Harrison Hot Springs Preschool and Childcare has received almost $90,000 in provincial funds to help expand the centre.
“I’m so excited,” said Melissa Weed, operator of the facility. The funding isn’t quite in her hands yet. The expansion first must receive approval to increase her license through Fraser Health. “All the details are all set in place, so now we’re just waiting,” she said.
The expansion is exciting because she’ll be able to provide more consistent care to families as their children grow up and get ready for kindergarten. The new portable she’s anticipating will allow her to increase the number of children ages three to five from her current 10 spots, to 20. It will also add another 10 spaces for children up to three years old.
As children grow up “I will have room for them and they won’t be displaced,” she said. Despite her best efforts to place everyone, she is building up a wait list.
“This is really big for Harrison,” she said, as the Village is attempting to draw in younger people.
“Their growth plan is to increase their work force and bring in young families,” she said. “But without having the services available, you can’t attract young families”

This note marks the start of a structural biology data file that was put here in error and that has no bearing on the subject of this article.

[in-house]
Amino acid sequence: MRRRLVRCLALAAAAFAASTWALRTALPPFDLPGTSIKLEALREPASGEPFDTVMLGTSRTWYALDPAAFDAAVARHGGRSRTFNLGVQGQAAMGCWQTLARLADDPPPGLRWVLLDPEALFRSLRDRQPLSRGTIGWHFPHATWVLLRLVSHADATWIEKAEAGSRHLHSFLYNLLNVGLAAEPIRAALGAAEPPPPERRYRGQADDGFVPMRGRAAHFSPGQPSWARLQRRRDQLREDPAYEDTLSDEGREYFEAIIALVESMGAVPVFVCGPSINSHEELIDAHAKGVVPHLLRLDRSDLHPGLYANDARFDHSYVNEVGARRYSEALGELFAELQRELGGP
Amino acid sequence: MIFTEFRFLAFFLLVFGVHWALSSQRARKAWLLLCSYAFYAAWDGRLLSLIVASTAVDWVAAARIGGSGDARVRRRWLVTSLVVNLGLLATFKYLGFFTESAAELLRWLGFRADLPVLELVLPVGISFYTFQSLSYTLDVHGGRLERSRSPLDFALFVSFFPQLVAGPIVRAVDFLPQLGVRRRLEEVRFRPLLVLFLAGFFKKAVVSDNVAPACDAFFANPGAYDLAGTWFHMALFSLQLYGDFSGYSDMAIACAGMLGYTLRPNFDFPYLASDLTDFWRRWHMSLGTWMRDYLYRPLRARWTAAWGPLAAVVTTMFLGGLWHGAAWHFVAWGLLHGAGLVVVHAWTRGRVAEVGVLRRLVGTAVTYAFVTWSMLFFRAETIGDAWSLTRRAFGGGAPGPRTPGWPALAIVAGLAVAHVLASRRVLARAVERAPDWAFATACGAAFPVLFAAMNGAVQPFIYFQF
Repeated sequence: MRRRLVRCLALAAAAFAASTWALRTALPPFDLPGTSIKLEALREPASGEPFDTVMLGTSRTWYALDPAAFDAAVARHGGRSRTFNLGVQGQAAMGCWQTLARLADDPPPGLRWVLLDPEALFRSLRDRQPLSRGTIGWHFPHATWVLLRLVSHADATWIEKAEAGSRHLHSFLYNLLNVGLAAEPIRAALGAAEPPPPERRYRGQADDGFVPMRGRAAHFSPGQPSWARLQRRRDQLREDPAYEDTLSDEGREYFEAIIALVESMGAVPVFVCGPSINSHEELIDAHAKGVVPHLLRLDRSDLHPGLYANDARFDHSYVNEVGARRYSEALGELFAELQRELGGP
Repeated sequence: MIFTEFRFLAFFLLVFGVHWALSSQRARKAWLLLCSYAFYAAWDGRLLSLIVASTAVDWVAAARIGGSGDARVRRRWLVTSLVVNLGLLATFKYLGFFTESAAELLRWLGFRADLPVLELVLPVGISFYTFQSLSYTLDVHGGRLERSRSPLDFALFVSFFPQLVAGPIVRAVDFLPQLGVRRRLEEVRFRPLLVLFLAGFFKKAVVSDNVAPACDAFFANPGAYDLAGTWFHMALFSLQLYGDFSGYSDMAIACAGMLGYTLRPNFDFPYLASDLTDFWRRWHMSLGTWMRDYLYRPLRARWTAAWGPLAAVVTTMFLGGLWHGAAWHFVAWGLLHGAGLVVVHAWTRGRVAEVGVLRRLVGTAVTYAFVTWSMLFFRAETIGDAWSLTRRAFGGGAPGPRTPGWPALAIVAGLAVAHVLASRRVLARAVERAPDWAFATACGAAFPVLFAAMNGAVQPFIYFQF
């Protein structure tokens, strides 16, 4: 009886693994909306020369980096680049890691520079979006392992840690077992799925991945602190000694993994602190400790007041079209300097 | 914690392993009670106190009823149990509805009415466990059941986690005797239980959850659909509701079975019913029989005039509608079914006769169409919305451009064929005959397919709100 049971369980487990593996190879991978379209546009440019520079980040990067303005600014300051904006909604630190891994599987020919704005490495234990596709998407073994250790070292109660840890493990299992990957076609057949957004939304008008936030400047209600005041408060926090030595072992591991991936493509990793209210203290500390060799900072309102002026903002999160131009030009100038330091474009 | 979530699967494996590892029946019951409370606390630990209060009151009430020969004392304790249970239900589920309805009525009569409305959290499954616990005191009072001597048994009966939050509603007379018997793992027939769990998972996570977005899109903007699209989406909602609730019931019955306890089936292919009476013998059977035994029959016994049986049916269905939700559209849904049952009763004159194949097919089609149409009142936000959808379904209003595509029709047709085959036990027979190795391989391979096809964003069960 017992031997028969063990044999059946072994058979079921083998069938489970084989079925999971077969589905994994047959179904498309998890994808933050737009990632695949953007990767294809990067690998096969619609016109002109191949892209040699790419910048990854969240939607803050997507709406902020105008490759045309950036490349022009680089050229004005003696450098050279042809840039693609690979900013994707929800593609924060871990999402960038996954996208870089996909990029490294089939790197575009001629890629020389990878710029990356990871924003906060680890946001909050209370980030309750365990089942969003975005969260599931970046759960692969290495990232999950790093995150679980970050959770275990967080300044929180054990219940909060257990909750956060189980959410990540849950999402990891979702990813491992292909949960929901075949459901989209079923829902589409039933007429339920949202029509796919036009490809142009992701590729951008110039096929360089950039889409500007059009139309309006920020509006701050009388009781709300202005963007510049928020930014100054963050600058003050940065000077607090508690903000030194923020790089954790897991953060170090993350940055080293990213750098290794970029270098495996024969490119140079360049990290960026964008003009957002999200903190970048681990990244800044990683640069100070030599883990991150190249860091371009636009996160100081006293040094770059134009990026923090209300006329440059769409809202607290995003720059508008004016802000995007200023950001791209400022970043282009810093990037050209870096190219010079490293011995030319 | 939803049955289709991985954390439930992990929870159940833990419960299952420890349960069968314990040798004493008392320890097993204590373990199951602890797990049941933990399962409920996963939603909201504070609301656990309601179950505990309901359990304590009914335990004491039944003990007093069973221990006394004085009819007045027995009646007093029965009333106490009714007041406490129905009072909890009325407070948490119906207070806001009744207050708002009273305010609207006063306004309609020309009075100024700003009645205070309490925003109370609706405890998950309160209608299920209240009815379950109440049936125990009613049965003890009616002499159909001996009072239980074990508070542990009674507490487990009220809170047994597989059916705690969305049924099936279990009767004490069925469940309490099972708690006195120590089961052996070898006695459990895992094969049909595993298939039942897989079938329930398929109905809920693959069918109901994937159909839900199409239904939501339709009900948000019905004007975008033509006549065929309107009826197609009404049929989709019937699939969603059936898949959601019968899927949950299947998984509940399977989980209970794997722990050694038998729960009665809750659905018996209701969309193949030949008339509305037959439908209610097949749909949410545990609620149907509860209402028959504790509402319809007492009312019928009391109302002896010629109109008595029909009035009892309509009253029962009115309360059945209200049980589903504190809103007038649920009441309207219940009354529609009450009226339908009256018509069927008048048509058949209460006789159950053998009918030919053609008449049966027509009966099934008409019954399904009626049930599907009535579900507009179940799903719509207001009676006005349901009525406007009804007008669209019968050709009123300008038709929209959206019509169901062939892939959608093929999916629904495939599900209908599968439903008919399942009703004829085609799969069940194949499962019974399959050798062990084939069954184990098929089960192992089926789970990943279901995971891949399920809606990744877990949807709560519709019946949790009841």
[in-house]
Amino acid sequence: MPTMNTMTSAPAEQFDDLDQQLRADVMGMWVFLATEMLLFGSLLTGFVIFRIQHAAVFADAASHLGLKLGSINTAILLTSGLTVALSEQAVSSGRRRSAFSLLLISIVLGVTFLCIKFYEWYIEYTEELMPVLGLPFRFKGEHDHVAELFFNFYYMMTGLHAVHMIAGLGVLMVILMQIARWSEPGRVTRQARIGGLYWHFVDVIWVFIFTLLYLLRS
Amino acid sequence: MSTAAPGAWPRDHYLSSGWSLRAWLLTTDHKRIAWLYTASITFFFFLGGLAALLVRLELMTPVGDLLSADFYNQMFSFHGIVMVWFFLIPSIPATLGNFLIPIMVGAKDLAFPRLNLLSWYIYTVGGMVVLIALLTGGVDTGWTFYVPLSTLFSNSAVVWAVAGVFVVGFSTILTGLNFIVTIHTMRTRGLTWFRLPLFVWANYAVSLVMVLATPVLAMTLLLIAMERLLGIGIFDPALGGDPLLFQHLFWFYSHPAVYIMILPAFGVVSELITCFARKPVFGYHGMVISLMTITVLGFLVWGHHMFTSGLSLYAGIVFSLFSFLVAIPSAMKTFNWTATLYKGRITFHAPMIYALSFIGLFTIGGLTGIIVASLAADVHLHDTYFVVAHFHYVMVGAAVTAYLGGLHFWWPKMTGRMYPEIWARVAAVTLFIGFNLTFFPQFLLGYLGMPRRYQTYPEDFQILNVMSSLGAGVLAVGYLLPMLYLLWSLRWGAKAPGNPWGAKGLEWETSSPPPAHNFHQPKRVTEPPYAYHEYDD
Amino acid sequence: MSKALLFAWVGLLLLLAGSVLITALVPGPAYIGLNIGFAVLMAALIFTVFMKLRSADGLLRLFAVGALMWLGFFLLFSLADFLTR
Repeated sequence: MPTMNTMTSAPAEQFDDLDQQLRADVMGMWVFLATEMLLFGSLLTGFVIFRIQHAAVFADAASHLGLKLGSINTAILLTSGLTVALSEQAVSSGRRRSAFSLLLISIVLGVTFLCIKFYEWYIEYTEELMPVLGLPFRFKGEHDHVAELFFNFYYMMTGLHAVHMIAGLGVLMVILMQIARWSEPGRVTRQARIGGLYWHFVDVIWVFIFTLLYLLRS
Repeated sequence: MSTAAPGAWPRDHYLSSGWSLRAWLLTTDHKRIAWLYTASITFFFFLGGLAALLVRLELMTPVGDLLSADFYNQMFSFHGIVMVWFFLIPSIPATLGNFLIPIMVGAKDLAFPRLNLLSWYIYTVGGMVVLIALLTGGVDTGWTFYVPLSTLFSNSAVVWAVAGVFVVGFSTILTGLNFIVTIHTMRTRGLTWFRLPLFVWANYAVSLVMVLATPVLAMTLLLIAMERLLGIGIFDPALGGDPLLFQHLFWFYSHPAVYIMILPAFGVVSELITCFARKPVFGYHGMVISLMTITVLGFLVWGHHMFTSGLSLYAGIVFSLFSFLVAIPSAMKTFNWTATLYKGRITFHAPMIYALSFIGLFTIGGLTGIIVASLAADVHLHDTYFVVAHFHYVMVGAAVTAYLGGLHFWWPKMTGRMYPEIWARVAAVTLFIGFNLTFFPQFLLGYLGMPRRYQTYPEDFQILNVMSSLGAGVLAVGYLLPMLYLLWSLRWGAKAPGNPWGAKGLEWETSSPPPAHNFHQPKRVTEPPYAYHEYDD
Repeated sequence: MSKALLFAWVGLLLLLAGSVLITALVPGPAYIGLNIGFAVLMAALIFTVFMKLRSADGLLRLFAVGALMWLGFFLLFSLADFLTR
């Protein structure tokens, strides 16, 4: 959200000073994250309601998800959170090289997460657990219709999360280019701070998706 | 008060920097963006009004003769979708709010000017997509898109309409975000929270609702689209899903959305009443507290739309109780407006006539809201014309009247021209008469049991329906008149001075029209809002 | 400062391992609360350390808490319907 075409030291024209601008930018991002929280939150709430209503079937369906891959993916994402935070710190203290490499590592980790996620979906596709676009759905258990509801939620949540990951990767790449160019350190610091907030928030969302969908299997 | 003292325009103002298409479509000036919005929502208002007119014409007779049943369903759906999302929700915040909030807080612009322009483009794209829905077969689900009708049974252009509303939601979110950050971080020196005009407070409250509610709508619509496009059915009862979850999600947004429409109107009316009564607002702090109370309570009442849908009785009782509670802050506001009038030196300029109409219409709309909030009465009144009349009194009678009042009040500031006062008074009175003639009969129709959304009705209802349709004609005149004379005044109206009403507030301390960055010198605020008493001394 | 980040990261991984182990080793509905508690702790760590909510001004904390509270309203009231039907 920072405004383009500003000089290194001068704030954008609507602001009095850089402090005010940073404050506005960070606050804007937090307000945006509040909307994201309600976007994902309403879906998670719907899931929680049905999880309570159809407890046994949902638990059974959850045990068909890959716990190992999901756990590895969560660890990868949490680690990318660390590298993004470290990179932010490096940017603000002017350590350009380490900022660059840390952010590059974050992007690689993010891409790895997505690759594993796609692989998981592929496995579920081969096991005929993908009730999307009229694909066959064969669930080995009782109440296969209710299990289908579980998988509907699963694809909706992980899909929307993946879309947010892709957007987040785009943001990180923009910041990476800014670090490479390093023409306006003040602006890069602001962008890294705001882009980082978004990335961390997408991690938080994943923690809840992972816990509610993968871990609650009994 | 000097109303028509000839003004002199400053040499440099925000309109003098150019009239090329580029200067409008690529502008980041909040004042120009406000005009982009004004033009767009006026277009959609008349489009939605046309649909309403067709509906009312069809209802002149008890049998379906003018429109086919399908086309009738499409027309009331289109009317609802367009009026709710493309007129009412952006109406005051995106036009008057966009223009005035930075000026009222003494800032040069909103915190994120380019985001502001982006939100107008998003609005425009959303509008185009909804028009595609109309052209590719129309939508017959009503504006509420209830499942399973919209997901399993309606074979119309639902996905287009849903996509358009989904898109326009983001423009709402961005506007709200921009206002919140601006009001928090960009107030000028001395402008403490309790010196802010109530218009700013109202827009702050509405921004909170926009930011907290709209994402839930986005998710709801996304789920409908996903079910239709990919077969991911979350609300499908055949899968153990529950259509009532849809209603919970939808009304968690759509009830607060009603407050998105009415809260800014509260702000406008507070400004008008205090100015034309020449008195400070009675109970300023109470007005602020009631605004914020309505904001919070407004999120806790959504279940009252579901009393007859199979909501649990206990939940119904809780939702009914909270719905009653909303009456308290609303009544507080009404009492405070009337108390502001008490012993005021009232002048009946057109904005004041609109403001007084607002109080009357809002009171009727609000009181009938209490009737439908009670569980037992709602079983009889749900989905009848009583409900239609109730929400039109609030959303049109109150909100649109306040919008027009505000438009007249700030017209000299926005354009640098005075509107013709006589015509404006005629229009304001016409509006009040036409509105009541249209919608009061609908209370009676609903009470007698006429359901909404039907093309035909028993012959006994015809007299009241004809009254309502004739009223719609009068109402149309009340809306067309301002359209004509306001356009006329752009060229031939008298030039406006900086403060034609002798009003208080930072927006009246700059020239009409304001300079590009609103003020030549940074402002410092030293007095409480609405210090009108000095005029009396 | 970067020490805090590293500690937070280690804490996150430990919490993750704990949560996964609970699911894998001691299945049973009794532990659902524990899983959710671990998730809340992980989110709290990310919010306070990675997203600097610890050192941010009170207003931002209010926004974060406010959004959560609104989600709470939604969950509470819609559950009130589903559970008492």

She believes the government supported her expansion plan because of her close ties to the elementary school, by location and by way of communication. The centre is located on school property, adjacent to the school. So, as children get ready for kindergarten, they are already very familiar with Harrison elementary school.
“This is the model they want to see,” Weed said.
In May, the province encouraged child-care providers throughout the province to apply for major capital funding to create new licensed child-care spaces for B.C. kids. As a result of this process, 32 child-care providers are receiving a total of $7 million to create new spaces in their communities, for a total of just over 1,000 new spaces.
A press release from the government states that Seabird Island also succeeded in their application. They’ll be receiving $500,000 to create 36 spaces at Seabird Island Early Childhood Development Centre – 16 school-age spaces and 20 preschool spaces.
Seabird Island did not return 14:06:00a phone call in time to confirm what changes are in store at their centre.
“Parents need good quality child care services that they can rely on,” said Chilliwack-Hope MLA Laurie Throness. “Through this funding, families in Agassiz will have more choices and support.”
In Chilliwack, the Montessori Child Growth Society is receiving $20,780 for 64 spaces at a Justice Institute of BC facility – 12 infant/toddler spaces, 16 spaces for children aged three to five years, 18 school-aged spaces and 18 preschool spaces.